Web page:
So when the first flakes drifted down, he flew into a blind panic. He'd never driven in snow. And it was a rental car. And...well, was there such a thing as snow dragons? We assured him that he could spend the night, that our local snow clearance was excellent, and he would be able to leave to drive back to LA by noon tomorrow.

The sight of snowflakes sticking to my dog's fur did it. Jonathon hopped into his rental and sped off down the road, still slightly damp from the snow flurry.

We had a good laugh about that. But it turned out Jonathon had made a good choice.

He called from Redding to tell us he had just seen a palm tree, and thought he stood a pretty good chance of getting out of Northern California alive. I told him if he didn't call when he got home, we would send out the Saint Bernards to retrieve his carcass. An undertakers' assistant, he would have wanted it that way. I chuckled condescendingly as I hung up.

That evening, it began snowing in earnest. We could barely see the neighbor's house. The Weather Channel assured us we could expect “scattered snow showers”. Of course, that was how they described the last six feet of “winter weather event”: scattered snow showers.

We depend utterly on the Weather Channel to know when a big storm's coming. The minute it goes off the air, we know the weather is about to turn bad. It went off the air, false promises of scattered snow showers staining its electronic lips.

The next morning, when I woke up, it was still dark. I looked at my bedside clock, and it said it was 8:30, which was about 45 minutes after sunrise. I wondered if the clock had stopped, and then realized that digital display clocks don't “stop”. The time changed to 8:31. Had I slept the entire day away? My wife was still asleep next to me, and it didn't seem likely we both had slept 20 hours. I didn't know what sleeping that long would feel like, but it didn't feel like I had.

I padded out to the living room. We had big casement windows, eight feet from top to bottom, facing the mountain. I opened the curtains, expecting to see street lights and a few parked cars. It was completely dark. Except...

I looked at the top. At the very top, there was a faint blue glow running along the top of the window. I turned on the living room light. From top to bottom snow pressed against the glass of those big windows. It still hadn't sunk in what an extraordinary miracle it was that the power was still on. I was just reaching for the TV to see just how much snow we got the night before when the power died. For us, it was three days. Some parts of town stayed blacked out for three weeks.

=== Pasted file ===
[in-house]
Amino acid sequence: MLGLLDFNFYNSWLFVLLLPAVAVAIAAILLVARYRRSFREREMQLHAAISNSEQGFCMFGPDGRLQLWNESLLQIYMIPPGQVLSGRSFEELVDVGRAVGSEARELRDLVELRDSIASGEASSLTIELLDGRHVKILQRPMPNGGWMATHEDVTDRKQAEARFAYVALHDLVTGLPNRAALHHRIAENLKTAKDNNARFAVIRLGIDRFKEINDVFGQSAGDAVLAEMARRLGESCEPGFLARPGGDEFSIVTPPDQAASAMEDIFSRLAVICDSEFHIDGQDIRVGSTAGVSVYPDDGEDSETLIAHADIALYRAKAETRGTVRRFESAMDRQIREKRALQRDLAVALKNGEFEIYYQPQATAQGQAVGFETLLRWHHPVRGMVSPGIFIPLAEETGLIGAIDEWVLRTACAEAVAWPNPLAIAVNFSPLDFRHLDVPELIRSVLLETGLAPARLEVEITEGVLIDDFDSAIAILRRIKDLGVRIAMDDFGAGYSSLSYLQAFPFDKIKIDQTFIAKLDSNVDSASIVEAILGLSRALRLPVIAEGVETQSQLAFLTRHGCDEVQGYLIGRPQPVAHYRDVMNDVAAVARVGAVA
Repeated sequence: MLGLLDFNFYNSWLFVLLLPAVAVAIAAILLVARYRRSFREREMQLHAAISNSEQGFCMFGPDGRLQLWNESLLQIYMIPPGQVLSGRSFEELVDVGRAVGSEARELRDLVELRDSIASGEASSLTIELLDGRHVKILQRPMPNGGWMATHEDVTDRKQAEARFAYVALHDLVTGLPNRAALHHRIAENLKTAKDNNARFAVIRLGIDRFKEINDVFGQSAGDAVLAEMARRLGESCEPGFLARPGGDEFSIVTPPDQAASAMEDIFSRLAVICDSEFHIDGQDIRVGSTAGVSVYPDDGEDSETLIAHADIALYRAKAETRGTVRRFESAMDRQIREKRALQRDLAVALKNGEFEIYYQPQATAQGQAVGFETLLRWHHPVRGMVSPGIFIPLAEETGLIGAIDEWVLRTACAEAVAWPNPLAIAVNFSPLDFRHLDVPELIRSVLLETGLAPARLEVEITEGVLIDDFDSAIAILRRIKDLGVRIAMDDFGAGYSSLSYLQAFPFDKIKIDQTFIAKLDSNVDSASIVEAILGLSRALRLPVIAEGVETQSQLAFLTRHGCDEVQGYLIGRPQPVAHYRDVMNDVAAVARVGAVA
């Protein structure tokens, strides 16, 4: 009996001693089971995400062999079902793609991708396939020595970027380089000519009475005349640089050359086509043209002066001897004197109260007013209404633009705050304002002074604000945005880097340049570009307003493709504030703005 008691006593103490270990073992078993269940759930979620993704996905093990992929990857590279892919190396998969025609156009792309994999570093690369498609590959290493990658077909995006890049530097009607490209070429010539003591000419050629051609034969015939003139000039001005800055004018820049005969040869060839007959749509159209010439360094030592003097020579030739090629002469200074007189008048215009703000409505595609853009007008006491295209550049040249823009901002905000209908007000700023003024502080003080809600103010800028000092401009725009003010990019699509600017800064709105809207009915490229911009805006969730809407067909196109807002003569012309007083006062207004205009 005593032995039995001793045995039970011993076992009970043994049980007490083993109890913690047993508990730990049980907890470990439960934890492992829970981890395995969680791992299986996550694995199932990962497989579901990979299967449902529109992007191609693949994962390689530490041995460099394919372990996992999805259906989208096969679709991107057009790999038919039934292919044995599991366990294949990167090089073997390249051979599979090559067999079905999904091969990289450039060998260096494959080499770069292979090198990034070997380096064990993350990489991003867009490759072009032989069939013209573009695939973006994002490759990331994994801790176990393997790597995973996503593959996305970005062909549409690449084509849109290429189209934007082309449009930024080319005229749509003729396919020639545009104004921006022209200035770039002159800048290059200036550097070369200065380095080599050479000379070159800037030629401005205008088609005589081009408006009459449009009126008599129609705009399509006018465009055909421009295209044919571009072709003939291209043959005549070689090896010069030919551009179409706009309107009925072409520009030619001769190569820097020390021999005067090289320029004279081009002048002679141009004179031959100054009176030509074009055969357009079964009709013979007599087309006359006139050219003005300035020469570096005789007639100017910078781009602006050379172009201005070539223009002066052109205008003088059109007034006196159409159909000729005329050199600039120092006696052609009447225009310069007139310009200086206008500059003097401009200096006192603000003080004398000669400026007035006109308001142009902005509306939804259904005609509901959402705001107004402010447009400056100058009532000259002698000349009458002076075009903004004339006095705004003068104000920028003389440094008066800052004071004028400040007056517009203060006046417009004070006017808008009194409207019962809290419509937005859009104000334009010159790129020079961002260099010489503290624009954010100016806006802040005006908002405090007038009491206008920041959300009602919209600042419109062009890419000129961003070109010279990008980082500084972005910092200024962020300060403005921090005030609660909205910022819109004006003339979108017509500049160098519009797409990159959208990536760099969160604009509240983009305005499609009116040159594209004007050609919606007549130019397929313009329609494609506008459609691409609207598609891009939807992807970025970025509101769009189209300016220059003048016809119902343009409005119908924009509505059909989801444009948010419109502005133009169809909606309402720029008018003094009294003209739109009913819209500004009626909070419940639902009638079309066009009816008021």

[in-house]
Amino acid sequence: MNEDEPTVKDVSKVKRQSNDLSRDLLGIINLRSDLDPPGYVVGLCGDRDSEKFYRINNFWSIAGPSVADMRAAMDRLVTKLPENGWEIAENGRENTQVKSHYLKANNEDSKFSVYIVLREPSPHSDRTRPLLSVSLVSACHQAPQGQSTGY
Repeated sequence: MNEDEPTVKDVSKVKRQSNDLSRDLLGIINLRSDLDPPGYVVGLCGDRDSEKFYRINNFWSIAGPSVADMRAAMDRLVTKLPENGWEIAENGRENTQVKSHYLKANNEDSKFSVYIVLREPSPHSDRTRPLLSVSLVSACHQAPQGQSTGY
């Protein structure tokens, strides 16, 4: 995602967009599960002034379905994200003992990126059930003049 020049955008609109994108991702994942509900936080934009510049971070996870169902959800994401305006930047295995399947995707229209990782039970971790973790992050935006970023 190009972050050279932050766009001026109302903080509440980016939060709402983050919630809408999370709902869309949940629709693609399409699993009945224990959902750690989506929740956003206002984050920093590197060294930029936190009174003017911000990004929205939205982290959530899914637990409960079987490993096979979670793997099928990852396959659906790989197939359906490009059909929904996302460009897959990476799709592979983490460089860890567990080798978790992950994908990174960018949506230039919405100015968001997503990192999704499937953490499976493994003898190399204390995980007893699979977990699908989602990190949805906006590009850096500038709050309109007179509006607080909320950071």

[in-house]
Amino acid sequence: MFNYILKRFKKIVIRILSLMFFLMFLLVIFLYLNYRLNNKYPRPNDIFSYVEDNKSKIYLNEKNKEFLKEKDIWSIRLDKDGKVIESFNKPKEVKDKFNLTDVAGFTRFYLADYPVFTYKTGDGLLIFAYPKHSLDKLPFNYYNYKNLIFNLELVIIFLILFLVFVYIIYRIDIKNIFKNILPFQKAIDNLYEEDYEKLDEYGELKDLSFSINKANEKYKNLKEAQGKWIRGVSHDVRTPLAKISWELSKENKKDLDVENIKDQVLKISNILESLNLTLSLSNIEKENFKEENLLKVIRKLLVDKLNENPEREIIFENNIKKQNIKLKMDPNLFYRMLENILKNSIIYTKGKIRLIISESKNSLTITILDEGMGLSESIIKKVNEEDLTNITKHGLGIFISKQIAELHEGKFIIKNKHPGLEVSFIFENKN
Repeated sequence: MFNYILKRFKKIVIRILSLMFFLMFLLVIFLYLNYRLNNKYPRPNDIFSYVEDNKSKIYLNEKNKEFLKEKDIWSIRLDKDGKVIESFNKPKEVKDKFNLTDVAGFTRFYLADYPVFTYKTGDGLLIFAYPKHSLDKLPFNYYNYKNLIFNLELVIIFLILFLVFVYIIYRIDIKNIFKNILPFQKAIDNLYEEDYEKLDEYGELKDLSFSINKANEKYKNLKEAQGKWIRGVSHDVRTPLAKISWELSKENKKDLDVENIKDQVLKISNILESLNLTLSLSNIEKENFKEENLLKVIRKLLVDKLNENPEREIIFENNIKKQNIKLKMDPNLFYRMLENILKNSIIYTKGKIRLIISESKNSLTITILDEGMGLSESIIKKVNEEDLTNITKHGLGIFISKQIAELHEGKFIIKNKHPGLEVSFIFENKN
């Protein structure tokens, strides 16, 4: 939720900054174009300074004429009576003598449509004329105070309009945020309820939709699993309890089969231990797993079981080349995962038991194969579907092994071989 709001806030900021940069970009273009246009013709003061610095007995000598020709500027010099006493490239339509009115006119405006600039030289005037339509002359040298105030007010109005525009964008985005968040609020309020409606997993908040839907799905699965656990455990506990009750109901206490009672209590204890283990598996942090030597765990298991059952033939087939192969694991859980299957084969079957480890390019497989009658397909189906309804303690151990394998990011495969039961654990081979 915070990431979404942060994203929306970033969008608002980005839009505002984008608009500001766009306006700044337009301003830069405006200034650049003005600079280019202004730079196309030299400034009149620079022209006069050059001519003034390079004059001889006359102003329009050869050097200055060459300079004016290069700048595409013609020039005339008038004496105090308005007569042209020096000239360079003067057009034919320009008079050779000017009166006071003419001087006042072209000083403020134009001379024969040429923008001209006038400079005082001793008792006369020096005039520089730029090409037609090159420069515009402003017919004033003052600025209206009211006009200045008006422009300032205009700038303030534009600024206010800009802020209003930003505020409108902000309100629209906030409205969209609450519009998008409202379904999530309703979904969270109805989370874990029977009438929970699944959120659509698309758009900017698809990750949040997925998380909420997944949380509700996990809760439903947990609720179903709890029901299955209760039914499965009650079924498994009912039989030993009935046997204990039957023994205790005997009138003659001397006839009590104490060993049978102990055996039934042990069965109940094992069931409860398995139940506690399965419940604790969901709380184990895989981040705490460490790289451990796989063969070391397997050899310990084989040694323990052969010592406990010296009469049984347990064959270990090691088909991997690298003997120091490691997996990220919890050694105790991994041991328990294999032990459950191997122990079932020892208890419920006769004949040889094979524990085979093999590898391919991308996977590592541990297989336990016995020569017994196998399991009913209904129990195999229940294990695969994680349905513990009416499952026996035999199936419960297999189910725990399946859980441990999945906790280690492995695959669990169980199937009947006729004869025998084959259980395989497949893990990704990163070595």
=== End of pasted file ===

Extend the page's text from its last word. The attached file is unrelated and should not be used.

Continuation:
I opened the front door and jumped back as snow cascaded in. We had a porch, but there was a lot of snow. I looked at the dogs. They looked at me. “This doesn't mean you assholes have permission to use the carpet. Start digging.”

They dug to open air and bright sunshine in surprisingly short order, and I came behind, blinking and pushing snow out through the route to the top they had made. I poked my head out and looked around. I could tell where the neighbor's houses were by the lumps in the snow. I could hear muffled sounds of generators and snowblowers, and utility poles stuck up out of the snow. Those were the only signs of civilization. Cedar trees leaned impossibly, tips buried in the snow, forming white and green arcs.

It took us two nights to dig out to the road. That digging out was a story in itself. At one point, I hopped off what I thought was the hood of my car. It was the roof. I suddenly found myself standing in snow three feet above my head, and for a panicked moment realized I could possibly suffocate or freeze to death in my own front yard. Apparently, I didn't.

A gigantic rotary plough had come through on the second day, leaving only a foot of hard packed snow on the street, and spraying another four feet of snow on my poor car. We didn't see that car again for two weeks. I parked too close to the high, steeply sloping metal roof of our duplex, and the plough finished the interment.

That night, New Years Eve, we walked out to the street in front. There were no cars, no visible lights. It was utterly silent except for the unexpected honking of some distant geese. My eyes adjusted to the light, diffused through clouds from the stars and a quarter moon. I slowly turned a circle. My neighborhood, as familiar as the back of my hand, was completely gone.

It was New Years. No horns sounded, no fireworks went off. The mill whistle remained silent. No cars moved. The town was buried.

Everywhere there were just the blank, featureless vertical walls of snow, twenty feet high, notched in places were people had cut access to the street. Most had simply tunneled. I had dug along the top and carved steps down. Easier to do at the time. Next time, though, I'll tunnel. It pays off. Immense walls of pure white snow. I could walk fifty feet up the road, and possibly not find my house again. There were no landmarks except the taller trees, and featureless mounds that showed where houses were.

The snow didn't melt for months. In early April, the snow melted enough that all the ruined Christmas ornaments reappeared, pale plastic Santas peering up from the rotting snow like jocular corpses. And while wooden fences all did well, there wasn't a single chain-link fence left standing. It was several years before I heard the Nick Cave song. But every time I hear it, I immediately think of the pale blue light at the top of the windows, and the featureless walls of my street. And I understand the loneliness of fifteen feet of pure white snow.

It's snowing now. I understand we're in for two weeks of scattered snow showers.

Don't lose hope.
Never lose hope.
Happy Solstice.

Posted: December 24, 2010